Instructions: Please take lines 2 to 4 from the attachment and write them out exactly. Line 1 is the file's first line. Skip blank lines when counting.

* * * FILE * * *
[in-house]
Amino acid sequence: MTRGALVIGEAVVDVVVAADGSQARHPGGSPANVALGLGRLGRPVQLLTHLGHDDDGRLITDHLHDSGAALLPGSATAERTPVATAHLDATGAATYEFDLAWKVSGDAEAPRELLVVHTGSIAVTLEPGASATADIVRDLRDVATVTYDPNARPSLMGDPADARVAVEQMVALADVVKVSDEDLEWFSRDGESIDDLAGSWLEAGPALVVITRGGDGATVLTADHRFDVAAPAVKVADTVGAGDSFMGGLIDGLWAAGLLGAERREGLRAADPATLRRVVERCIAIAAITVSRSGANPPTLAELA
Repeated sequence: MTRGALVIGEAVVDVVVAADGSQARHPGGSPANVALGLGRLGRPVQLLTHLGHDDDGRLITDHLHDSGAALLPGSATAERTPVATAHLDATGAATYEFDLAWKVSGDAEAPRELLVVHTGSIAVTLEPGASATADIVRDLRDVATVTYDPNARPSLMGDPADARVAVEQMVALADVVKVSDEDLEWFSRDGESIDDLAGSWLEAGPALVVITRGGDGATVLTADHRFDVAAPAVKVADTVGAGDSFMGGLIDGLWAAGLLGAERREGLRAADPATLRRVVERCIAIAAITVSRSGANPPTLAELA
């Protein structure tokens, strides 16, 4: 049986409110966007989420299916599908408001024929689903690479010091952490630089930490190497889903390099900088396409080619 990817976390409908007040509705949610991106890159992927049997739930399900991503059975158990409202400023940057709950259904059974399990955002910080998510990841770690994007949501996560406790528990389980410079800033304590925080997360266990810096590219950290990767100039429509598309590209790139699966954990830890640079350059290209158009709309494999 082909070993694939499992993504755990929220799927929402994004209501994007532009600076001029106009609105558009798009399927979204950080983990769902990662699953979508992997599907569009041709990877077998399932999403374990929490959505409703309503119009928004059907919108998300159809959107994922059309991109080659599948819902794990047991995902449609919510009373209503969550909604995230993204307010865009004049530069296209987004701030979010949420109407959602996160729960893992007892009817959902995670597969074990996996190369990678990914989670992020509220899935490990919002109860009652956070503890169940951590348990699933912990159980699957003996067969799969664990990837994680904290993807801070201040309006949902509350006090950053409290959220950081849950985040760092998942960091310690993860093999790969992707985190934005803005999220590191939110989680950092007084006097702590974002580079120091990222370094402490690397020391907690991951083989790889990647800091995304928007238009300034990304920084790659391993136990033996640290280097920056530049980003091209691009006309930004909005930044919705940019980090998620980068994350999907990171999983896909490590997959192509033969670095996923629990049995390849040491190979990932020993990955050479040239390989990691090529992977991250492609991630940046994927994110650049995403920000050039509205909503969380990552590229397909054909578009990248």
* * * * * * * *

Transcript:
Amino acid sequence: MTRGALVIGEAVVDVVVAADGSQARHPGGSPANVALGLGRLGRPVQLLTHLGHDDDGRLITDHLHDSGAALLPGSATAERTPVATAHLDATGAATYEFDLAWKVSGDAEAPRELLVVHTGSIAVTLEPGASATADIVRDLRDVATVTYDPNARPSLMGDPADARVAVEQMVALADVVKVSDEDLEWFSRDGESIDDLAGSWLEAGPALVVITRGGDGATVLTADHRFDVAAPAVKVADTVGAGDSFMGGLIDGLWAAGLLGAERREGLRAADPATLRRVVERCIAIAAITVSRSGANPPTLAELA
Repeated sequence: MTRGALVIGEAVVDVVVAADGSQARHPGGSPANVALGLGRLGRPVQLLTHLGHDDDGRLITDHLHDSGAALLPGSATAERTPVATAHLDATGAATYEFDLAWKVSGDAEAPRELLVVHTGSIAVTLEPGASATADIVRDLRDVATVTYDPNARPSLMGDPADARVAVEQMVALADVVKVSDEDLEWFSRDGESIDDLAGSWLEAGPALVVITRGGDGATVLTADHRFDVAAPAVKVADTVGAGDSFMGGLIDGLWAAGLLGAERREGLRAADPATLRRVVERCIAIAAITVSRSGANPPTLAELA
């Protein structure tokens, strides 16, 4: 049986409110966007989420299916599908408001024929689903690479010091952490630089930490190497889903390099900088396409080619 990817976390409908007040509705949610991106890159992927049997739930399900991503059975158990409202400023940057709950259904059974399990955002910080998510990841770690994007949501996560406790528990389980410079800033304590925080997360266990810096590219950290990767100039429509598309590209790139699966954990830890640079350059290209158009709309494999 082909070993694939499992993504755990929220799927929402994004209501994007532009600076001029106009609105558009798009399927979204950080983990769902990662699953979508992997599907569009041709990877077998399932999403374990929490959505409703309503119009928004059907919108998300159809959107994922059309991109080659599948819902794990047991995902449609919510009373209503969550909604995230993204307010865009004049530069296209987004701030979010949420109407959602996160729960893992007892009817959902995670597969074990996996190369990678990914989670992020509220899935490990919002109860009652956070503890169940951590348990699933912990159980699957003996067969799969664990990837994680904290993807801070201040309006949902509350006090950053409290959220950081849950985040760092998942960091310690993860093999790969992707985190934005803005999220590191939110989680950092007084006097702590974002580079120091990222370094402490690397020391907690991951083989790889990647800091995304928007238009300034990304920084790659391993136990033996640290280097920056530049980003091209691009006309930004909005930044919705940019980090998620980068994350999907990171999983896909490590997959192509033969670095996923629990049995390849040491190979990932020993990955050479040239390989990691090529992977991250492609991630940046994927994110650049995403920000050039509205909503969380990552590229397909054909578009990248």